Economic Peace: Some Thoughts from Barcelona

By , 1 March, 2011, No Comment

Returning from a brief (9 days) blogging hiatus with a post at Foreign Exchange. The subject: a panel I was asked to speak on at IESE’s sustainable business conference in Barcelona this weekend. My topic was ‘economic peace and the private sector’s role in fostering political stability.’ An excerpt:

Specifically, the reductive tendency leads us to place emphasis on macroeconomic growth as a cure-all, when as we’ve seen in Obasanjo’s Nigeria or Ben Ali’s Tunisia or Musharraf’s Pakistan, growth can correlate quite easily with increasing political instability and conflict. For one thing, there’s the question of distribution, of how much growth is trickling down the bottom of the economic ladder to those most likely to be embroiled in crime or violence.

But even if ‘economic growth’ is replaced by a genuine focus on job creation and the building of a stable middle class, a critical challenge remains. In a society which has chosen—and this is an ideological choice—to invest its resources in militarism or theocracy but not in education or health care, an angry young man with a steady income still can’t spend it providing for his family: the services he needs aren’t there to be purchased.

Instead, they’re available to him for free from the same crowd of ‘non-state actors’ responsible for his country’s turmoil. In other words, those actors—be they mobsters or terrorists or warlords—aren’t grafting an abstract ideology onto his poverty and rage; they are producing an alternative society, complete with the services the state does not provide. It’s an ideological battle, not an economic one, to transfer a whole society’s focus and collective, public, wealth into building the social structures that make an income valuable. Without those, a little money’s not worth the paper it’s printed on.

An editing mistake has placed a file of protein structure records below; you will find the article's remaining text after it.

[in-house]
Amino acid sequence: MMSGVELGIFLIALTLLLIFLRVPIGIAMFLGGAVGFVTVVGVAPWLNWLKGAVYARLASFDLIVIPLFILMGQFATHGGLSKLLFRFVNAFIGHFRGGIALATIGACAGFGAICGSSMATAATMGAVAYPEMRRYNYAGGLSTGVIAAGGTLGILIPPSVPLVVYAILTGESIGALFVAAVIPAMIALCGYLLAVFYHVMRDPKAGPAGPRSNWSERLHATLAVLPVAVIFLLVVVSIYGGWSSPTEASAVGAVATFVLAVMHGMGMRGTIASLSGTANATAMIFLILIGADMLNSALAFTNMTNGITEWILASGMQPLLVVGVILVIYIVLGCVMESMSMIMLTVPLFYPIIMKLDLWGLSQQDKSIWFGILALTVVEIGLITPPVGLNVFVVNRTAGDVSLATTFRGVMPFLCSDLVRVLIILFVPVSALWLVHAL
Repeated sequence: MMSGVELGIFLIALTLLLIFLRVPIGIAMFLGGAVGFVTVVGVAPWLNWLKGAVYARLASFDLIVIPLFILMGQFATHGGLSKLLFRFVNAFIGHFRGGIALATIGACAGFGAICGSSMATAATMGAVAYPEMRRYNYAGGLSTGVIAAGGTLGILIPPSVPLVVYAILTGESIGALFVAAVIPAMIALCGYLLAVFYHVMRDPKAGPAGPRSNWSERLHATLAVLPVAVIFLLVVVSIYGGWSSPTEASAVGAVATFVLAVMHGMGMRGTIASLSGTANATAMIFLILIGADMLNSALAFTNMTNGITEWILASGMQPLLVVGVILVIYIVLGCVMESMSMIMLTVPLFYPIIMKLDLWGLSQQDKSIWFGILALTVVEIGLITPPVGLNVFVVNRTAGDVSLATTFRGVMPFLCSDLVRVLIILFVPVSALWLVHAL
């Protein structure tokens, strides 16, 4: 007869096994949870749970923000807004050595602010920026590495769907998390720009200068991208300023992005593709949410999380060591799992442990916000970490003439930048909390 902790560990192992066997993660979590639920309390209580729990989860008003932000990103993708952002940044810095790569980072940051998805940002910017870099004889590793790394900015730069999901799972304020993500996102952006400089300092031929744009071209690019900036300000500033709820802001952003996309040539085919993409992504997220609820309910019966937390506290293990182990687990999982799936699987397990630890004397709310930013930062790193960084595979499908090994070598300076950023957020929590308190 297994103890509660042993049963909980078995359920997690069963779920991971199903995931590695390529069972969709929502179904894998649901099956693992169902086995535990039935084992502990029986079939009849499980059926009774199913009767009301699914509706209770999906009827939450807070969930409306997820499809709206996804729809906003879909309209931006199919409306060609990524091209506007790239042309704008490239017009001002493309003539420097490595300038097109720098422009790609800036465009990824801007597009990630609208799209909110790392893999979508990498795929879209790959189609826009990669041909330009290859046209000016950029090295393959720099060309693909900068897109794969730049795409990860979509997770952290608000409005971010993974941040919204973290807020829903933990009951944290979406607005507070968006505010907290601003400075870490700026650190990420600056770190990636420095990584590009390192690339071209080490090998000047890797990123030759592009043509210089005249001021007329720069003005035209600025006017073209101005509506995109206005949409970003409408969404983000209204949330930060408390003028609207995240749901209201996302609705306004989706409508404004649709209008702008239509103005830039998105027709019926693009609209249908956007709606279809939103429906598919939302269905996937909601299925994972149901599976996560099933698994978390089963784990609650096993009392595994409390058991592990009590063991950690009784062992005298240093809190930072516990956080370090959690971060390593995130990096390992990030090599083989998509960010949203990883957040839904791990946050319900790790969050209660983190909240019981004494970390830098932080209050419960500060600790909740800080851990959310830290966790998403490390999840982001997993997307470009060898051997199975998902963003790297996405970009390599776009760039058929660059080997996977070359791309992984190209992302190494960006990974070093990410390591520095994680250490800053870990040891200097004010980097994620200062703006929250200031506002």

You can read the rest here.

One postscript: left to my own devices, I’d probably have parachuted into Barcelona for a day; attended the conference and jetted out. With encouragement and company from qwghlm, I took four whole days off work. I didn’t check Twitter and Google Reader every 5 minutes; I missed thousands of tweets and hundreds of news stories; and when we got back and I caught up, I found that nothing had fundamentally changed on the big stories I’d been following. Gaddafi? Still in power. Raymond Davis? Still in legal limbo. Me? Recharged and ready to report on both.

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